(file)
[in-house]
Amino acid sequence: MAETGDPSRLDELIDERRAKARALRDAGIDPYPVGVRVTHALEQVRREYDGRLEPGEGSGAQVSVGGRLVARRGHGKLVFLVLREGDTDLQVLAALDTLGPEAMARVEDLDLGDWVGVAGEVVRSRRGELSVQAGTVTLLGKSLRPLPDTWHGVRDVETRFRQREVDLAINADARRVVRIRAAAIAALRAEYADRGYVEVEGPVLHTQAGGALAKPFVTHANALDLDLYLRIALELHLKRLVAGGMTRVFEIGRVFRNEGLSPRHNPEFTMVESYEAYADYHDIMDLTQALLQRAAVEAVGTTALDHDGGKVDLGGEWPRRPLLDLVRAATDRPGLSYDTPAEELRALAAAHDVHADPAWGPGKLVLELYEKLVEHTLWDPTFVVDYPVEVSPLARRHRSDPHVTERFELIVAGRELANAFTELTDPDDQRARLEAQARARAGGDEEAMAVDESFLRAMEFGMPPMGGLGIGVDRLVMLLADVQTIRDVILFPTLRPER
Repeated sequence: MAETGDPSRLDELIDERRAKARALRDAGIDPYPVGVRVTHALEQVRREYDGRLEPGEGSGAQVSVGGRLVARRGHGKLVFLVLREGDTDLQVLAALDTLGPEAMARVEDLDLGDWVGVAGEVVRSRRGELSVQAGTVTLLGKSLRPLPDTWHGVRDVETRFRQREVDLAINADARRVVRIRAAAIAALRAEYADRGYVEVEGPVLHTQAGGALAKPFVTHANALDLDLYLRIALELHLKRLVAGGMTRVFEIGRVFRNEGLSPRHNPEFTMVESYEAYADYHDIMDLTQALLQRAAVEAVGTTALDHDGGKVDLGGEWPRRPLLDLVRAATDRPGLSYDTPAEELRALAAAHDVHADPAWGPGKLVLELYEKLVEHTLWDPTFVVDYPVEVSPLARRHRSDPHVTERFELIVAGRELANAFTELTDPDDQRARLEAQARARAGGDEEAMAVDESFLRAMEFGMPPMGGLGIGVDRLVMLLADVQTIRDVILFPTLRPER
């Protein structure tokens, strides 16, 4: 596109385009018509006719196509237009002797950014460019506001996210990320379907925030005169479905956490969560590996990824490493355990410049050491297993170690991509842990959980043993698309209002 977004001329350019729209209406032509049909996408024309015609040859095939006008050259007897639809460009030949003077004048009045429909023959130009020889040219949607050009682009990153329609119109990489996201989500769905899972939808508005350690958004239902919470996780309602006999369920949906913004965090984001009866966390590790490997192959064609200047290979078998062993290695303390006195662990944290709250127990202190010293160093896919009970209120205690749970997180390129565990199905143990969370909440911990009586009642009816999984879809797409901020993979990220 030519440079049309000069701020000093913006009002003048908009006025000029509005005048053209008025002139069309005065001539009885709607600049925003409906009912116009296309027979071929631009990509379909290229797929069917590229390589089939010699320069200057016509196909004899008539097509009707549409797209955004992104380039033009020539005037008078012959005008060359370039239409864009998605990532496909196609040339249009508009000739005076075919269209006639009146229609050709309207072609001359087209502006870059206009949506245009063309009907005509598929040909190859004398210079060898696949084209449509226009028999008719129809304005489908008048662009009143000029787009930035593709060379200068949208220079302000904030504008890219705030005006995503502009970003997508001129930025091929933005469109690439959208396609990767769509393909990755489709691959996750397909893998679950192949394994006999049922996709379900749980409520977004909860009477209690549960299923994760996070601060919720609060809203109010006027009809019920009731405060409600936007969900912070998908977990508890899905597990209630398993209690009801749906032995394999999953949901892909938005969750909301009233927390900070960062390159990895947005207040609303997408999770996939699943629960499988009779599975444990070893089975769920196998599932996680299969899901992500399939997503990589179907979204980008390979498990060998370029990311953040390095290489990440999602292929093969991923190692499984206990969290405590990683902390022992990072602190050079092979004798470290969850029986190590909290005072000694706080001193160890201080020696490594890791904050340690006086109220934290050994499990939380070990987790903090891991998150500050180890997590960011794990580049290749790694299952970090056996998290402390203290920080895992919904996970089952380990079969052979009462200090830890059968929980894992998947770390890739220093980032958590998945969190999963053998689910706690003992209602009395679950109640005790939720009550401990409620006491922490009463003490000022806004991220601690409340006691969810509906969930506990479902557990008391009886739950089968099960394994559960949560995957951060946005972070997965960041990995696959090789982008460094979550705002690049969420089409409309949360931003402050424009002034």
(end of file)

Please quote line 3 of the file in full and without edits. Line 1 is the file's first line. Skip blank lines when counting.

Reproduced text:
Repeated sequence: MAETGDPSRLDELIDERRAKARALRDAGIDPYPVGVRVTHALEQVRREYDGRLEPGEGSGAQVSVGGRLVARRGHGKLVFLVLREGDTDLQVLAALDTLGPEAMARVEDLDLGDWVGVAGEVVRSRRGELSVQAGTVTLLGKSLRPLPDTWHGVRDVETRFRQREVDLAINADARRVVRIRAAAIAALRAEYADRGYVEVEGPVLHTQAGGALAKPFVTHANALDLDLYLRIALELHLKRLVAGGMTRVFEIGRVFRNEGLSPRHNPEFTMVESYEAYADYHDIMDLTQALLQRAAVEAVGTTALDHDGGKVDLGGEWPRRPLLDLVRAATDRPGLSYDTPAEELRALAAAHDVHADPAWGPGKLVLELYEKLVEHTLWDPTFVVDYPVEVSPLARRHRSDPHVTERFELIVAGRELANAFTELTDPDDQRARLEAQARARAGGDEEAMAVDESFLRAMEFGMPPMGGLGIGVDRLVMLLADVQTIRDVILFPTLRPER